Stephanie Jacobsen from West Jordan thought it was important she teach her five boys what happened.
"They were pretty upset. They first said - What if that happened at our school, what would we do? So we talked about it for a minute. We talked about some safety issues and some things that they could do," said Stephanie Jacobsen, West Jordan mother.
It's exactly what Psychologist Douglas Goldsmith recommends other parents should do too.
"We got to keep clear with our kids that this happened in another city and it's horrible but out of hundreds of thousands of schools across the U.S. this was one school, you've got to really keep the perspective," said Dr. Douglas Goldsmith, Psychologist.
Goldsmith recommends parents should teach their children what happened without becoming too emotional, listen to concerns they might have and reassure them it won't happen to them.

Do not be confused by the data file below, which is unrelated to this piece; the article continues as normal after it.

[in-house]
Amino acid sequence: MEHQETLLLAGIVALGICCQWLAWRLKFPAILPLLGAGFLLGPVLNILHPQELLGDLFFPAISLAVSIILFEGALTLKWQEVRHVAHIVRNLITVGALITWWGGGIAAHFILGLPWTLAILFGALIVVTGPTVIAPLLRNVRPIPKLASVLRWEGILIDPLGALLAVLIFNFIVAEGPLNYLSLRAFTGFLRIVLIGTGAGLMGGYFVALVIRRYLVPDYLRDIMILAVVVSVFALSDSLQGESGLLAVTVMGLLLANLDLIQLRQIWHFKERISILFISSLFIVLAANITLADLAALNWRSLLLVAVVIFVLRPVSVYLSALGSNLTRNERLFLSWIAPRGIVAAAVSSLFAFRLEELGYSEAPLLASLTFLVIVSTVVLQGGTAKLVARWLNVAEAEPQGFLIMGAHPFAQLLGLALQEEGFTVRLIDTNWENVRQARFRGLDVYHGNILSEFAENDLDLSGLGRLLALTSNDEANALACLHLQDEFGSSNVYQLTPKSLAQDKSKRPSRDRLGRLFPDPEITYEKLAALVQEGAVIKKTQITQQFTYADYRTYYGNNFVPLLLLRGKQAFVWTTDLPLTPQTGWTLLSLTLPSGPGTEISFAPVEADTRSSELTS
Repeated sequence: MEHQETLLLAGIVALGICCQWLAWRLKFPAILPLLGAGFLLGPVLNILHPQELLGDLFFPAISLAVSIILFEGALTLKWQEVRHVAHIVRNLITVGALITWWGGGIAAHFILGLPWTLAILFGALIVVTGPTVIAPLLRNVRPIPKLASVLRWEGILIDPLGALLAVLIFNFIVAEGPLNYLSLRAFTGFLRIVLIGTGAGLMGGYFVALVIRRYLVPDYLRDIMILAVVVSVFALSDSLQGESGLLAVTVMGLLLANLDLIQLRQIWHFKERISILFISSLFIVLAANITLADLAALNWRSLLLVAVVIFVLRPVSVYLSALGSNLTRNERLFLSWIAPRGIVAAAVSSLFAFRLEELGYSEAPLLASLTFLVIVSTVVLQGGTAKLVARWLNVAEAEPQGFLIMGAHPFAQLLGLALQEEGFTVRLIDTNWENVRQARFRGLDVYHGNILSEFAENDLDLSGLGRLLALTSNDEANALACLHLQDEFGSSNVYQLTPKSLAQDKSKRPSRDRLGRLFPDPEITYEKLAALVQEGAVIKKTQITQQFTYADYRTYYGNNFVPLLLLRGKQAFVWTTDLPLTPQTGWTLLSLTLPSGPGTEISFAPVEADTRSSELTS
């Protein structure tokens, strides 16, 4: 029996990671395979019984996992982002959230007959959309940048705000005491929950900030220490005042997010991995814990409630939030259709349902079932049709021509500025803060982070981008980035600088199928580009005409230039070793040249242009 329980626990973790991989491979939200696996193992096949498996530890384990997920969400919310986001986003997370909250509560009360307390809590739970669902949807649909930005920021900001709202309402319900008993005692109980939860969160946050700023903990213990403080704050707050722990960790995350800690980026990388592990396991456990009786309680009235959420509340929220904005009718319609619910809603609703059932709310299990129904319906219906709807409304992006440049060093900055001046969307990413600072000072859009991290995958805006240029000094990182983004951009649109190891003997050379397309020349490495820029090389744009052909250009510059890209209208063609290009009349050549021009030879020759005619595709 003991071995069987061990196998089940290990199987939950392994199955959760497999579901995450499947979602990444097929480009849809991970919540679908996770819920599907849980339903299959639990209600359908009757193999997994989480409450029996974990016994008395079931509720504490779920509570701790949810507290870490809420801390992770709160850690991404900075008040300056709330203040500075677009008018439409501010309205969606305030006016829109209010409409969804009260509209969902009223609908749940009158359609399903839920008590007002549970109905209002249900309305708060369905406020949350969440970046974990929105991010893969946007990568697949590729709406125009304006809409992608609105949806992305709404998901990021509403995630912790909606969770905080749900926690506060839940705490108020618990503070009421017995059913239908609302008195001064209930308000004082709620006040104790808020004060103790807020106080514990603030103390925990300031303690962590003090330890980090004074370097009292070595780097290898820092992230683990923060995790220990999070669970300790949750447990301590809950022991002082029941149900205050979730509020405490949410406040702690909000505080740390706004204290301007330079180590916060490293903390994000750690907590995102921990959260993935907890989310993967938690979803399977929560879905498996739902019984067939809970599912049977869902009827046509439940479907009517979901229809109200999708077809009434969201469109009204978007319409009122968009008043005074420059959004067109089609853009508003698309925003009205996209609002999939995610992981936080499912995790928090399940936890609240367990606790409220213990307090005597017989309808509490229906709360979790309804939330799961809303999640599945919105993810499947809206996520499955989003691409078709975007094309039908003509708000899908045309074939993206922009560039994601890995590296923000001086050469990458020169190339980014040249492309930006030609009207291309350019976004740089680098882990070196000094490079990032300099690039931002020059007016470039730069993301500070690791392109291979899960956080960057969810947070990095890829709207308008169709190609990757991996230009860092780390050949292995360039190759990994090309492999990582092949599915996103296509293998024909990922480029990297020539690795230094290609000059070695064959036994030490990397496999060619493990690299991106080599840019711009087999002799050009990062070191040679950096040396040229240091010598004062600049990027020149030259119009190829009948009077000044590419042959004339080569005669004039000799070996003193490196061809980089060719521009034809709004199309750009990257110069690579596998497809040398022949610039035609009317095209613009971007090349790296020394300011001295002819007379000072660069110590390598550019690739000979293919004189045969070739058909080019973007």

"I would say to the child - Dad and I are here, the Principal is taking of this, your teachers are aware of how to keep your school safe, everything is going to be okay, on Monday morning and we can go with you to show you that," said Goldsmith.
Jacobsen is glad she talked about it with her children and thinks it's better they found out from her.
"It's important that they know things can happen it's kind of a mean world that we live in and the things that happen to our kids in society so I think they needed to know," Goldsmith said.
Psychologists understand this may not be easy for parents. Goldsmith said if you're a mother or father overwhelmed by the idea, wait as long as you need until you're calm and ready, and have a simple conversation with your children.
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